True (magazine)

From Wikipedia, the free encyclopedia
CategoriesMen's magazine
PublisherFawcett Publications (1937–1974)
Final issue1975
CountryUnited States
Based inNew York City[1]

True, also known as True, The Man's Magazine, was published by Fawcett Publications from 1937 until 1974. Known as True, A Man's Magazine in the 1930s, it was labeled True, #1 Man's Magazine in the 1960s. Petersen Publishing took over with the January 1975, issue. It was sold to Magazine Associates in August 1975, and ceased publication shortly afterward.

High adventure, sports profiles and dramatic conflicts were highlighted in articles such as "Living and Working at Nine Fathoms" by Ed Batutis, "Search for the Perfect Beer" by Bob McCabe and the uncredited "How to Start Your Own Hunting-Fishing Lodge." In addition to pictorials ("Iceland, Unexpected Eden" by Lawrence Fried) and humor pieces ("The Most Unforgettable Sonofabitch I Ever Knew" by Robert Ruark), there were columns, miscellaneous features and regular concluding pages: "This Funny Life," "Man to Man Answers," "Strange But True" and "True Goes Shopping."


Donald Ayres "Bill" Williams became associated with Fawcett Publications in 1941, serving first as editor of Mechanix Illustrated. He became editor of TRUE Magazine from 1944-48. He wrote columns in TRUE called “The Editor Speaks” or “Thus Spake Bill Williams.” He signed off on the TRUE columns as B. Wms. He died 12 Dec. 1948 in his New York apartment at age 43 from a heart ailment. Source: UP press release Dec. 13, 1948.

American journalist Michael Stern published his interview with the Italian bandit Salvatore Giuliano in True magazine in 1947.[2] In the early 1950s, when Ken Purdy was True's editor, Newsweek described it "a man's magazine with a class all its own, and the largest circulation of the bunch." A prolific contributor to Playboy and other magazines, automobile writer Purdy (Kings of the Road), was the son of W. T. Purdy, the composer of "On, Wisconsin!".

During the 1960s, True was edited by Douglas S. Kennedy. Robert Shea, co-author of The Illuminatus! Trilogy, was an associate editor from 1963 to 1965 before he moved on to Cavalier and Playboy. Charles N. Barnard and Mark Penzer edited True during the 1970s. The cover price in 1963 was 35 cents, climbing to 50 cents by 1965 and 60 cents in 1970. Fawcett also did special issues, such as True's Baseball Yearbook,[3] True's Football Yearbook, published annually from 1963 to 1972, and True's Boxing Yearbook. True's various spin-offs included calendars, such as George Petty's True Magazine Petty Girl Calendar for 1948, published by Fawcett in 1947.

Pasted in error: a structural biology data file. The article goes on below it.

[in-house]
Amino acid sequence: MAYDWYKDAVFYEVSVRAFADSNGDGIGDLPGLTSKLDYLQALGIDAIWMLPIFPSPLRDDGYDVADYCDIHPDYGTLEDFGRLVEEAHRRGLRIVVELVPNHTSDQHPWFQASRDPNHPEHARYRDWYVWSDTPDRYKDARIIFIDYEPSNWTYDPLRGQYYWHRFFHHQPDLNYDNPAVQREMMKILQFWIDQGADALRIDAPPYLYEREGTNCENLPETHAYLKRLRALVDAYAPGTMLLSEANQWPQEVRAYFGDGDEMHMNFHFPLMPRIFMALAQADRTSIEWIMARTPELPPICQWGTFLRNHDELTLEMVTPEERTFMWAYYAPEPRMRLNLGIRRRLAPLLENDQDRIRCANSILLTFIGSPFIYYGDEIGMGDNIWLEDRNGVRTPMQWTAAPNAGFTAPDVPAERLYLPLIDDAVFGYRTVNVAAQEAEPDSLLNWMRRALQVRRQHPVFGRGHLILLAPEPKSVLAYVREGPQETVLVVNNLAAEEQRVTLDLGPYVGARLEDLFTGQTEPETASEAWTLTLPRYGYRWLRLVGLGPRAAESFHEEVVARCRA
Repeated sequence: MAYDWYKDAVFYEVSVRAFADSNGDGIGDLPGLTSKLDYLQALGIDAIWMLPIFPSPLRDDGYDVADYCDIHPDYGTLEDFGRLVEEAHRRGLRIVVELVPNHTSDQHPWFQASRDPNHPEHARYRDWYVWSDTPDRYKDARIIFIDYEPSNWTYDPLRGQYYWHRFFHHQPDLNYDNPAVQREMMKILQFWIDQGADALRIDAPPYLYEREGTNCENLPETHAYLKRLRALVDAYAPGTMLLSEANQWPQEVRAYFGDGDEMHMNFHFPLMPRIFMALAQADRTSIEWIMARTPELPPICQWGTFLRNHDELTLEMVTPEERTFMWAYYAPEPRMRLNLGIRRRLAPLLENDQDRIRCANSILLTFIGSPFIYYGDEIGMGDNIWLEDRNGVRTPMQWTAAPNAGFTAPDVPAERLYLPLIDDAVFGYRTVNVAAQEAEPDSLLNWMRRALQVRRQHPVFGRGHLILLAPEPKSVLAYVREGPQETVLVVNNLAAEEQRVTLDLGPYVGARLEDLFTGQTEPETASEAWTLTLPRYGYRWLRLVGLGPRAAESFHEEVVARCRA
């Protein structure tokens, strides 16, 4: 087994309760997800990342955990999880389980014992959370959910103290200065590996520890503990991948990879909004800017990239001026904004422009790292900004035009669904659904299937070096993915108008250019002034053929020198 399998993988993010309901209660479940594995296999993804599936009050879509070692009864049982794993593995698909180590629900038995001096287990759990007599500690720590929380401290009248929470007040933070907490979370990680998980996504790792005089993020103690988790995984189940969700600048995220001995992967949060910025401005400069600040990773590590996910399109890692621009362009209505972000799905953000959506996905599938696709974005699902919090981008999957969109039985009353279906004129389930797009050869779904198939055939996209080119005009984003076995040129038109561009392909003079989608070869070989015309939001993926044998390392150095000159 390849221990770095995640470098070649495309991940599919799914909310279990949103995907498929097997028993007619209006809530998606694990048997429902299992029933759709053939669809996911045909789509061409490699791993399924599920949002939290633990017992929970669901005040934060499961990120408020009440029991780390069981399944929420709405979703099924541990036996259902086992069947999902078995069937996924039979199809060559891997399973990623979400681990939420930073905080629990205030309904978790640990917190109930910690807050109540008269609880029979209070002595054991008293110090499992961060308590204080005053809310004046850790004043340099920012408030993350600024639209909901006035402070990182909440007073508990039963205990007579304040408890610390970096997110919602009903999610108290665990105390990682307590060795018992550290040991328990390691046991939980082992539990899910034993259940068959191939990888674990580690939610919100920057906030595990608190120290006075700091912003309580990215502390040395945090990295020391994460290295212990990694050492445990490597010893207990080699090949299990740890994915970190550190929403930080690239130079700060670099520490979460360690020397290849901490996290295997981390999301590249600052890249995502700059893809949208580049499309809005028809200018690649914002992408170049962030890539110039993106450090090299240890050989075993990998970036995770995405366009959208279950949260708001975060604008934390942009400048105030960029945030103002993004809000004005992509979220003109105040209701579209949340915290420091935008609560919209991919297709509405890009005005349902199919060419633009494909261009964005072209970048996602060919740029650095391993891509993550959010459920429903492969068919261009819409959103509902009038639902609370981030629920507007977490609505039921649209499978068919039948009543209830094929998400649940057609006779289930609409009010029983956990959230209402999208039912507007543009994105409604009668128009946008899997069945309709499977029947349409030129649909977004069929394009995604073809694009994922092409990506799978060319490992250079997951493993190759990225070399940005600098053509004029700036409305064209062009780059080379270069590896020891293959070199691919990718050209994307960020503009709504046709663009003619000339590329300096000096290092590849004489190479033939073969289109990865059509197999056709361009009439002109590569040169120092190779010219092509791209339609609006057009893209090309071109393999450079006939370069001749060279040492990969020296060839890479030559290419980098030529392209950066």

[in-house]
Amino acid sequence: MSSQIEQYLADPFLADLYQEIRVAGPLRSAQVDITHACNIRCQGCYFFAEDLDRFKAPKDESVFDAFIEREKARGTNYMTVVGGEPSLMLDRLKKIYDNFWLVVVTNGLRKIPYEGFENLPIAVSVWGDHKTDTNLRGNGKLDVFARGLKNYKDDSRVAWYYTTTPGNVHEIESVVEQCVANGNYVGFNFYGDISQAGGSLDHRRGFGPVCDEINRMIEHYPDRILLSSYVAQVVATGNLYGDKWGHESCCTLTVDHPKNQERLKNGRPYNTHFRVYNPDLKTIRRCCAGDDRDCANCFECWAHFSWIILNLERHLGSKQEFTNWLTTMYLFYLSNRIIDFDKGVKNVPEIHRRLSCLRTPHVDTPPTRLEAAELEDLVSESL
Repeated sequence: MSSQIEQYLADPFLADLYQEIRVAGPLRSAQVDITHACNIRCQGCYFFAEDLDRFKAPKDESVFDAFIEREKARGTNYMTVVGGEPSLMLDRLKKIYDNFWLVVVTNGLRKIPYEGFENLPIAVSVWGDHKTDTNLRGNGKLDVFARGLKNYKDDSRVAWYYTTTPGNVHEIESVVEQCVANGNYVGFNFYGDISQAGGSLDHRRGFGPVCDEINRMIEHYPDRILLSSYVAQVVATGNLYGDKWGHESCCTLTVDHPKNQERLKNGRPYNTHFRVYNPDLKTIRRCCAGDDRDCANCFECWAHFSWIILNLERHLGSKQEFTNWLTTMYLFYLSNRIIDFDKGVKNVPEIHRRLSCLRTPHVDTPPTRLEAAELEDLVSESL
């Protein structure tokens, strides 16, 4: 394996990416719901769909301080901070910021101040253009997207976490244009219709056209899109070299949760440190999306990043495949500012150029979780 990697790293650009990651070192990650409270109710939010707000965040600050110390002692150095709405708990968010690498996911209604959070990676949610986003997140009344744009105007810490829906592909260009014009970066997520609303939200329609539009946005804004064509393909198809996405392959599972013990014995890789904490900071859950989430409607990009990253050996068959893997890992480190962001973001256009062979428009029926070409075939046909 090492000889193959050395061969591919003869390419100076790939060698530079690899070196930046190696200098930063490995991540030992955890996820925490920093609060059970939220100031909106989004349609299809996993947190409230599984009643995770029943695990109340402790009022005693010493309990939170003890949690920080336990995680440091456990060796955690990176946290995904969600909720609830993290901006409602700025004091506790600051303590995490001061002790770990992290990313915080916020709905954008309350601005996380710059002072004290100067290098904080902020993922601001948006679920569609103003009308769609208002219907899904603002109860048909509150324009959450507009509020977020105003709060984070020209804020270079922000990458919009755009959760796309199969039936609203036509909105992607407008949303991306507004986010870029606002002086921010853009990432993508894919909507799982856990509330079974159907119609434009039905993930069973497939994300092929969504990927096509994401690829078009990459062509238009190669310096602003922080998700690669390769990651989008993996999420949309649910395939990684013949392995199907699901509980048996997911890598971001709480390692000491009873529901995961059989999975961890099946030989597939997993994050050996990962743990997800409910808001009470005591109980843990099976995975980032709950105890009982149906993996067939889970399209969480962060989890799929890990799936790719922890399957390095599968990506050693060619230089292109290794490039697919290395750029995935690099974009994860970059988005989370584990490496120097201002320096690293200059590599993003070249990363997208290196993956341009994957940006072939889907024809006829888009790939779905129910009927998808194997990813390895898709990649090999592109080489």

In January 1950, True went back to press after a sold-out issue in which Donald E. Keyhoe suggested that extraterrestrials could be piloting flying saucers. The material was reworked by Keyhoe into a best-selling paperback book, The Flying Saucers Are Real (Fawcett Gold Medal, 1950). True did follow-up UFO reports in 1967[4] and 1969. Frank Bowers edited The True Report on Flying Saucers (1967).

The magazine was the source for a number of other books, including True, A Treasury of True: The Best from 20 Years of the Man's Magazine (Barnes, 1956), edited by Charles N. Barnard and illustrated by Carl Pfeufer, and Bar Guide (Fawcett, 1950) by Ted Shane and Virgil Partch. Cartoon collections included Cartoon Laffs from True, the Man's Magazine (Crest Books, 1958), True Album of Cartoons (Fawcett, 1960), Cartoon Treasury (Fawcett, 1968) and New Cartoon Laughs: A Prize Collection from True Magazine (Fawcett, 1970).


GE True, a 1962–63 television series filmed at Warner Bros. Studios in Burbank for CBS, featured stories based on the magazine's articles. Jack Webb was the executive producer, host and narrator.

The Main Library at the University of Illinois at Urbana–Champaign has a lengthy run of True back issues.

In popular culture[edit]

A feature in Mad Magazine titled "When Advertising Takes Over Magazines Completely" depicted a True cover story with the headline "A Night of Terror in the Valley of the Jolly Green Giant."

"The Last Days of Ty Cobb" by sportswriter Al Stump, which appeared in an issue of True in 1961, coincided with an autobiography of baseball great Ty Cobb published that year that the two men had collaborated on during the last months of Cobb's life. Decades later, the film Cobb, which starred Tommy Lee Jones, showed the conflicted Stump torn between writing Cobb's story the way his subject wanted it or a version that portrayed Cobb much more negatively.


  1. ^ Richard Combs (October 1972). "Pleasing the Man with a Magazine". American Libraries. 3 (9): 1001–1005. JSTOR 25619022.
  2. ^ Jonathan Dunnage (2022). "Sicilian Bandits and the Italian state: Narratives about Crime and (in)Security in the Post-War Italian Press, 1948 – 1950". Cultural and Social History. 19 (2): 190. doi:10.1080/14780038.2021.2002500. S2CID 244294027.
  3. ^ "'True's Baseball Yearbook' search results". Google Images. Retrieved August 21, 2015.
  4. ^ Maj. Donald E. Keyhoe, USMC (Ret.), "Someone's Watching Over Us", True, 1967 reprint at NICAP website.

Selections from True[edit]